Directed by: Antonio Campos
Written by: Craig Shilowich
Starring: Rebecca Hall, Michael C. Hall, Tracy Letts, Maria Dizzia, J. Smith-Cameron
The adage “life isn’t fair” gets thrown around when things don’t go the way people think certain events will transpire, especially if they work hard trying to achieve something. As much as we like to believe meritocracy drives success in this nation, it all comes down to timing and whatever those in charge see as acceptable. Expectedly, this has an impact on employees who sit outside the bubble, which we see in the tragedy of Christine.
Living with her mother and working at a local news station in Sarasota, Florida, Christine Chubbuck (Rebecca Hall) attempts to tell important stories, which clashes with the wishes of her producers. When the opportunity for someone on her team to join a station in Baltimore, Christine attempts to acquiesce and find a story that will get her noticed.
News typically works on two main levels, which include national and local. As their titles suggest, the target audience shifts the types of stories they focus on, but as shown in several films about media, the more scandalous, the more viewers a station will receive. Having this focus takes away from more important stories needing to be told by dedicated reporters. Christine finds herself in this predicament. She attempts to grab stories that will make a difference in the community, but it does not help with the dwindling ratings their station receives. This adds to the never-ending cycle, which has now gone to internet news, where more outlandish material gets the desired attention and ad revenue these companies want. This film takes a look at it from the side of a small town in Florida where not much occurs. It makes the circumstances more difficult to compare than something like Nightcrawler, where the streets of Los Angeles provide a plethora of material. Sarasota does not give enough, thus creating this large challenge for our protagonist.
As much as Christine speaks on media, it mostly centers on Christine Chubbuck as a person and how depression and life circumstances cause her to do something drastic. As someone who has never battled with depression, I was interested in seeing how this depiction lines up and I found some saying it knocks it out of the park and others saying quite the opposite. On my account, the depiction succeeds because of the performance by Rebecca Hall, as she fully encapsulates this horrifying battle and how it stops her from connecting in ways she would prefer.
An unsung hero in many films, Rebecca Hall fully drags this film up to be a success because her dynamic performance brings this character to the screen. Based on a real person, she provides all the necessary facets to display how depression looks for this particular person. All the signs make themself clear from her body language to the way she backs out of certain social and relational situations. She has trouble asking for help and tries to push away any sort of support along the way. Instead, she focuses solely on trying to get the move to Baltimore going, and realizing her circumstance comes as a rude awakening for her mental health. Hall handles every outburst and meek look with such precision in a truly strong performance, which deserves boundless appreciation.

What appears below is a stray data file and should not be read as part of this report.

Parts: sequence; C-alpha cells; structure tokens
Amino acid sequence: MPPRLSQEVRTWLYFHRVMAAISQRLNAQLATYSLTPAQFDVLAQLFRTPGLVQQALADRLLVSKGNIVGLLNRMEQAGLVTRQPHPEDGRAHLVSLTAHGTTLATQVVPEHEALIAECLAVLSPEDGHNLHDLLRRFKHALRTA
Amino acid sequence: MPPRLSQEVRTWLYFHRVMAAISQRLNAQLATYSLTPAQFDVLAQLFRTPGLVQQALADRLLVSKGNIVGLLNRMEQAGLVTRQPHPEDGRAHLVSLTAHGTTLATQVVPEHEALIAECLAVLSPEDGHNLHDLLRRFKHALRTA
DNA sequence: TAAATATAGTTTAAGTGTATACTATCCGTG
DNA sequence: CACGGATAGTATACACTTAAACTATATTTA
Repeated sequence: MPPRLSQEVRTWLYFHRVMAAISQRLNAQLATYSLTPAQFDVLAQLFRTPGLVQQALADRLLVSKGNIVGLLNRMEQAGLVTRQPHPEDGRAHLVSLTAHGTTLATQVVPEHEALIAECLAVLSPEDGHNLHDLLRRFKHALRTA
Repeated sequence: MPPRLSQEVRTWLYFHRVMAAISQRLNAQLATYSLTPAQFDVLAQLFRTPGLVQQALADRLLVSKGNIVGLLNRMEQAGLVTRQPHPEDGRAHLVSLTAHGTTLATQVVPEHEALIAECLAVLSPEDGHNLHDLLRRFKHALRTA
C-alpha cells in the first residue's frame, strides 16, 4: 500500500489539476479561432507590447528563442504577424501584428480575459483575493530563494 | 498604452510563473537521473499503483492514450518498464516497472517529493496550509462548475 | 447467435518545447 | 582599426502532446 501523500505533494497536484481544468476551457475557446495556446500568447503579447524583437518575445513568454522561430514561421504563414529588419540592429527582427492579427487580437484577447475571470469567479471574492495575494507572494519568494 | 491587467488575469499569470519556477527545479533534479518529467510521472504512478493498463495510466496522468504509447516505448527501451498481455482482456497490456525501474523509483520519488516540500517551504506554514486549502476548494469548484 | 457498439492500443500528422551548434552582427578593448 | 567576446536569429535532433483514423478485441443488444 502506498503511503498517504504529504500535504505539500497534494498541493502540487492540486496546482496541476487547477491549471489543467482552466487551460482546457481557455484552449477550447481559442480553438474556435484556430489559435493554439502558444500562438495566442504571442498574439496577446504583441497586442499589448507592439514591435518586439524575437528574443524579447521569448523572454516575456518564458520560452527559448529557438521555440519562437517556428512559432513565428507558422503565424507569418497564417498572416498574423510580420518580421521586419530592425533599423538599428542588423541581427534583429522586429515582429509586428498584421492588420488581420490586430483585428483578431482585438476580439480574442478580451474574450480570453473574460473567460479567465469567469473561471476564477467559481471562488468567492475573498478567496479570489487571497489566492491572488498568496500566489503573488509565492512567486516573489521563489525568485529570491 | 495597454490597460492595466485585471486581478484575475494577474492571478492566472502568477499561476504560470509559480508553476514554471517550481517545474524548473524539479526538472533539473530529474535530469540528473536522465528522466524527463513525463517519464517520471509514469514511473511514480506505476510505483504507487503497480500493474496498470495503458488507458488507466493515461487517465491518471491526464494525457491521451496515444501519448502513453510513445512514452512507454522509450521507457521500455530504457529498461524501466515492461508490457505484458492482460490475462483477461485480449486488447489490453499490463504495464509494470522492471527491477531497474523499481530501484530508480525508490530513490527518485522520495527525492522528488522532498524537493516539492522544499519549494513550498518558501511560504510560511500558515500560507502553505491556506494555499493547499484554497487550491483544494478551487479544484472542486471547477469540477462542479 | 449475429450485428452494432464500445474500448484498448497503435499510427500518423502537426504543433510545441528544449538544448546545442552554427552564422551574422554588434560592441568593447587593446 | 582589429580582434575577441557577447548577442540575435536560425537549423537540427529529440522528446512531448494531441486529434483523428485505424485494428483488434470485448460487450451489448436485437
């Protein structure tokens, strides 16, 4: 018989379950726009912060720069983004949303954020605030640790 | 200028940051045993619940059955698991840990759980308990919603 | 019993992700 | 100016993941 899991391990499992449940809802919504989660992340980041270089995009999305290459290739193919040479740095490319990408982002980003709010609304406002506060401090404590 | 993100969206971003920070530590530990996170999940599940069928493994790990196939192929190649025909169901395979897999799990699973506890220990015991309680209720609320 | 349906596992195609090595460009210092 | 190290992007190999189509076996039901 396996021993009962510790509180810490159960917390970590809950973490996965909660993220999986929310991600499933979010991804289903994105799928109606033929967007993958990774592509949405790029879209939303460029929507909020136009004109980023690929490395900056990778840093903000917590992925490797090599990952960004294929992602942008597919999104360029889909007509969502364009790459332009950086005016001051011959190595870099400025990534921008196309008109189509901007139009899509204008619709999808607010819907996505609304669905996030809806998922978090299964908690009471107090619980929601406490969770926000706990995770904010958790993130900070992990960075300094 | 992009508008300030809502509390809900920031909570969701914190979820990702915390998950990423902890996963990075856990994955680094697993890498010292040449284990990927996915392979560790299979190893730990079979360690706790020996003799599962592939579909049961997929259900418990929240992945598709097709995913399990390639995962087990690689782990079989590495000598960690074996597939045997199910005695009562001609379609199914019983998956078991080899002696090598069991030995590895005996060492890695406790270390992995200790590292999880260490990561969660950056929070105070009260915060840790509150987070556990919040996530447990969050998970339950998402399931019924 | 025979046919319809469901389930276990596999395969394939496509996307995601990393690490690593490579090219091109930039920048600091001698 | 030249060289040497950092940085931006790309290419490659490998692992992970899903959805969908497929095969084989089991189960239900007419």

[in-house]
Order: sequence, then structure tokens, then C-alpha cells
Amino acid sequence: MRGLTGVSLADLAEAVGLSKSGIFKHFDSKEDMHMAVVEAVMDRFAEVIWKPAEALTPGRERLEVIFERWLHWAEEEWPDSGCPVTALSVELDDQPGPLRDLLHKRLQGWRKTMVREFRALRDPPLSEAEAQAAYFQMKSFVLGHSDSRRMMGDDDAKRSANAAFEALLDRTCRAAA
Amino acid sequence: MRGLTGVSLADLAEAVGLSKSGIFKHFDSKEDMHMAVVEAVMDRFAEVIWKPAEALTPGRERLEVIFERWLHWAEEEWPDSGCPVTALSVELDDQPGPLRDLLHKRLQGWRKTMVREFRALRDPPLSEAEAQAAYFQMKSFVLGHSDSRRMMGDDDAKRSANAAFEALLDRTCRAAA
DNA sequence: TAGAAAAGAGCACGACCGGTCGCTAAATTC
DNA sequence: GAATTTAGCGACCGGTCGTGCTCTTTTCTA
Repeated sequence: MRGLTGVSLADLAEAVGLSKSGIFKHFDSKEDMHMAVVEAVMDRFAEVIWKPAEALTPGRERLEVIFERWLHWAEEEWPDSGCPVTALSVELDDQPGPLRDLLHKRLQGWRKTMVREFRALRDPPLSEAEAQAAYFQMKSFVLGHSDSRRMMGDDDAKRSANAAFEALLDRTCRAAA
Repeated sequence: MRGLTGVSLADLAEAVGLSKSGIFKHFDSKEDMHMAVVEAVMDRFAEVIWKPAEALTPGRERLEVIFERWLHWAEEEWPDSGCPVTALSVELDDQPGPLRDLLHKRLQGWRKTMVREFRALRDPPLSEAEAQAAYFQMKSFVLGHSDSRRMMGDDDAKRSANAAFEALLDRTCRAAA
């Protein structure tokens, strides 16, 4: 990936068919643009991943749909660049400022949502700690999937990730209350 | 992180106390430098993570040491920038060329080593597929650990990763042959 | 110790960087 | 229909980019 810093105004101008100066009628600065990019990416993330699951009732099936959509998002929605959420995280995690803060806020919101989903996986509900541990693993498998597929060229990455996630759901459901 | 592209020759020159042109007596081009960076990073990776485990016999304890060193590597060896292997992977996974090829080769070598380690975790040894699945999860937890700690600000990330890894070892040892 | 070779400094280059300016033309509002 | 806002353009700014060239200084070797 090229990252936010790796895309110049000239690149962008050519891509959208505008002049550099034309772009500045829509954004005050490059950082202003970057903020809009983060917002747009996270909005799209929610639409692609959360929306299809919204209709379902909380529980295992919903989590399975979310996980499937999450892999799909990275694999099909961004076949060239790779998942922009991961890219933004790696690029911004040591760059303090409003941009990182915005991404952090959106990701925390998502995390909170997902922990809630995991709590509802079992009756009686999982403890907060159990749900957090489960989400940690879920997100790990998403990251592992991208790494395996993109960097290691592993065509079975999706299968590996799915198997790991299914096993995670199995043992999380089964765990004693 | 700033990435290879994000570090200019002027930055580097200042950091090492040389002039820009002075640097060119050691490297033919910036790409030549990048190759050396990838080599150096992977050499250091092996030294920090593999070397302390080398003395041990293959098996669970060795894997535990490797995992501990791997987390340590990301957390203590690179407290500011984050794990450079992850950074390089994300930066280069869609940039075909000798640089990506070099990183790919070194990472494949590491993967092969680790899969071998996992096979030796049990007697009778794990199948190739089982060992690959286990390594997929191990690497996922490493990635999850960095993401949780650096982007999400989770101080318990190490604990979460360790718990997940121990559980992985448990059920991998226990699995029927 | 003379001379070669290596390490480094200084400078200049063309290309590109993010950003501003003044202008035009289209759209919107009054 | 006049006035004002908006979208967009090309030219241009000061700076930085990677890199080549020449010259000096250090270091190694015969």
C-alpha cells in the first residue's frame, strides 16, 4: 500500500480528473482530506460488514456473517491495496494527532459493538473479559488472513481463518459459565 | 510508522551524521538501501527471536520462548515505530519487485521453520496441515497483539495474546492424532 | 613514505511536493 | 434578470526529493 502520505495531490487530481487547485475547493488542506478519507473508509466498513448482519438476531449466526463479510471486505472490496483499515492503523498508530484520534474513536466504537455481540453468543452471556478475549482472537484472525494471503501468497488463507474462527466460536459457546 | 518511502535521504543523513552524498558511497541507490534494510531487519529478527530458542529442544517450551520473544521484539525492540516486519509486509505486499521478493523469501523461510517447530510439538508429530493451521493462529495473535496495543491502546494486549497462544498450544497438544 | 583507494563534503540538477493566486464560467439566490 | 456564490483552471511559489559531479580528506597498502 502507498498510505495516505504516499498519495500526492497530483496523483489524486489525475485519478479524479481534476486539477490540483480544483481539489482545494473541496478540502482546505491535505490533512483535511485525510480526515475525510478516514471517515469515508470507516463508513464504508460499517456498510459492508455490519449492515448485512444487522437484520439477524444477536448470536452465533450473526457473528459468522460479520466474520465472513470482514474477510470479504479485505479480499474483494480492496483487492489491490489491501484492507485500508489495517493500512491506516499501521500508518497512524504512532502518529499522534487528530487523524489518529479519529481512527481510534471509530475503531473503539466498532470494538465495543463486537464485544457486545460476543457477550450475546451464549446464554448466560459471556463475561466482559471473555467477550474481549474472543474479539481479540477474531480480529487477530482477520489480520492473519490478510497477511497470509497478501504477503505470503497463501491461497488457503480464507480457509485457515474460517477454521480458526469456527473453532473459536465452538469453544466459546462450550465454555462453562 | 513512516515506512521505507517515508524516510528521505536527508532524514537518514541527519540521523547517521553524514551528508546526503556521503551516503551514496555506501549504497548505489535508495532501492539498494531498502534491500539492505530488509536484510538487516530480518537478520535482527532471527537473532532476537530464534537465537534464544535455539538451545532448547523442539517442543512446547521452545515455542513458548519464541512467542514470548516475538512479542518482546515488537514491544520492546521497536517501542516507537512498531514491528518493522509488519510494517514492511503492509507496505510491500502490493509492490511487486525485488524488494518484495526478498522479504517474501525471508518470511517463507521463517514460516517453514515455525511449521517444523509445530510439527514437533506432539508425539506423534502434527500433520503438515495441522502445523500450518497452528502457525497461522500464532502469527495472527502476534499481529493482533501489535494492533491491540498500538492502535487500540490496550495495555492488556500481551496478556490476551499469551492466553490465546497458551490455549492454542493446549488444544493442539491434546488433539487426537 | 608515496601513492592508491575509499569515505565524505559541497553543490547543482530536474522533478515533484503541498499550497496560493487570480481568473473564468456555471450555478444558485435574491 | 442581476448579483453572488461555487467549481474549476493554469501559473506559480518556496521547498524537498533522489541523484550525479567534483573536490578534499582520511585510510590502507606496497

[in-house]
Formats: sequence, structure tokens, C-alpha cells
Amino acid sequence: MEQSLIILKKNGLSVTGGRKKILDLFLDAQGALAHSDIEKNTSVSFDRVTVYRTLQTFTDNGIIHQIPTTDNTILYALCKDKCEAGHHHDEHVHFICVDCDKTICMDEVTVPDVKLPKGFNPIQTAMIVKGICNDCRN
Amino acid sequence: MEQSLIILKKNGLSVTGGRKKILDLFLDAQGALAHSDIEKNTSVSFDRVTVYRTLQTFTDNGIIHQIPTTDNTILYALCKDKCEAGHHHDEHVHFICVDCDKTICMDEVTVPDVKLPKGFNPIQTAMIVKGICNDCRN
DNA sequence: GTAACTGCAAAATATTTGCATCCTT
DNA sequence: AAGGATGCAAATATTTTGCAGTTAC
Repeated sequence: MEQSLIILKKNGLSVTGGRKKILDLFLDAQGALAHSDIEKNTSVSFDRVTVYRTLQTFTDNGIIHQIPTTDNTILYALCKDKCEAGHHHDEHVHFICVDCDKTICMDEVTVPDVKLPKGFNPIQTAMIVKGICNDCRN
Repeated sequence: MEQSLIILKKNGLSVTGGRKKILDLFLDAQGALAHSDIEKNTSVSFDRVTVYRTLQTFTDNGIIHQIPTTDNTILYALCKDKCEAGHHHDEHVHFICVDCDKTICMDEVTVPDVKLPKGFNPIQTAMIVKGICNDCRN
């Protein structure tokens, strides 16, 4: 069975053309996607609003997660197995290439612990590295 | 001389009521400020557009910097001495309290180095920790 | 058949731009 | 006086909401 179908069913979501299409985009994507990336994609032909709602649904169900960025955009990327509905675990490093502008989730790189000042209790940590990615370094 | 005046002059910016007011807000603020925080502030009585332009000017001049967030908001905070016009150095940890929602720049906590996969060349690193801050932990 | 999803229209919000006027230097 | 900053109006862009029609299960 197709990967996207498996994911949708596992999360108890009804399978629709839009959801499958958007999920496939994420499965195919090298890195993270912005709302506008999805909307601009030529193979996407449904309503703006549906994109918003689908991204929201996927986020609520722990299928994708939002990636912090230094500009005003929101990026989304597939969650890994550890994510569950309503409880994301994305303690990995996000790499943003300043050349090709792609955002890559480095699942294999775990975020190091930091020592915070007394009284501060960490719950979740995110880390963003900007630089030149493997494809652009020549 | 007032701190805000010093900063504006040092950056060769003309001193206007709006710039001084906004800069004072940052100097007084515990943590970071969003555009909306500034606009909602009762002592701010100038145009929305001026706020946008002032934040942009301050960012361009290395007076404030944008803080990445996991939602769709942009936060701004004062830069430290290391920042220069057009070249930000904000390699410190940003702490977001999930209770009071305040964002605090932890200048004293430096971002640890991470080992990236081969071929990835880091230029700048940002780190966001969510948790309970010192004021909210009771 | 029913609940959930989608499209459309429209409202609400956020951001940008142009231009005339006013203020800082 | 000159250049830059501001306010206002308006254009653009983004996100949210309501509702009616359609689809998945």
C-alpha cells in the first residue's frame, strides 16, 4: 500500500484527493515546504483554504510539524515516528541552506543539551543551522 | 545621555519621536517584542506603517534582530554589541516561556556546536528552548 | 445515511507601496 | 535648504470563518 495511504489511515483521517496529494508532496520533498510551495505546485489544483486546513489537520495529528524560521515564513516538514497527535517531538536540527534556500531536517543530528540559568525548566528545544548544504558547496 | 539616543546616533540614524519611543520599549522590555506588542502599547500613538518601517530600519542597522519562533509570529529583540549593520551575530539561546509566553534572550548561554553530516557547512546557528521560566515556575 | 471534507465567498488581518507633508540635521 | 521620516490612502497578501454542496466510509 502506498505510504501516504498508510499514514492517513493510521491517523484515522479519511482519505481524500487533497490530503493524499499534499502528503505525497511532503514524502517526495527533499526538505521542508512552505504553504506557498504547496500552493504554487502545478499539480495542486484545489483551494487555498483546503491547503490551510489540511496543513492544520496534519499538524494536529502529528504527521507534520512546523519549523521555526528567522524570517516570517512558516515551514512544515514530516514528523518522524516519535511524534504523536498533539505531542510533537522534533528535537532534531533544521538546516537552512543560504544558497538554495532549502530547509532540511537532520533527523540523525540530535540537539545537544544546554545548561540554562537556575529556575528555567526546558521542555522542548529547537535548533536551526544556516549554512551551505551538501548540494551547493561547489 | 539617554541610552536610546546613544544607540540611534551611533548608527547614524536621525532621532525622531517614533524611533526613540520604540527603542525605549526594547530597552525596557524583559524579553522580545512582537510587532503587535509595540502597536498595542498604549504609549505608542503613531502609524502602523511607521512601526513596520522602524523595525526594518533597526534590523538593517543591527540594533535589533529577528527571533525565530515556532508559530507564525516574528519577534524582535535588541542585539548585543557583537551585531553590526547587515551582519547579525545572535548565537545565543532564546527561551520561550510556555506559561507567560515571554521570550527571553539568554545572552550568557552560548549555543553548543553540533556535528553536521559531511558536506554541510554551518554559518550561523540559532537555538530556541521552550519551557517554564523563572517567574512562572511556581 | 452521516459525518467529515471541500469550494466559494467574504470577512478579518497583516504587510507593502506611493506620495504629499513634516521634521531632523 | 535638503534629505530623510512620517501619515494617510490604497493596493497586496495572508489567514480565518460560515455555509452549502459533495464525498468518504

Not knowing the events taking place in this film make the climax a surprise, but looking back on it shows a gradual incline into what will define this film. It meshes the mental health battle Christine faces with the pressures of her job to have no real integrity to garner money. A dangerous combination for all involved, especially for the wellbeing of the employees trying to do something meaningful. It creates a divide between those hoping to make a difference and the management trying to ensure everyone keeps their job. A constant struggle in journalism, which still exists today, unfortunately.
Haunting as a tale overall but also tragic in the way it displays the struggle of battling depression, Christine gets carried by a tremendous performance by Rebecca Hall but also introduces me to Antonio Campos as a filmmaker. Together they create a portrait of pain where happiness becomes a reprieve in the few moments it appears. An indictment on what media companies must resort to for financial success and overall a very well-done film.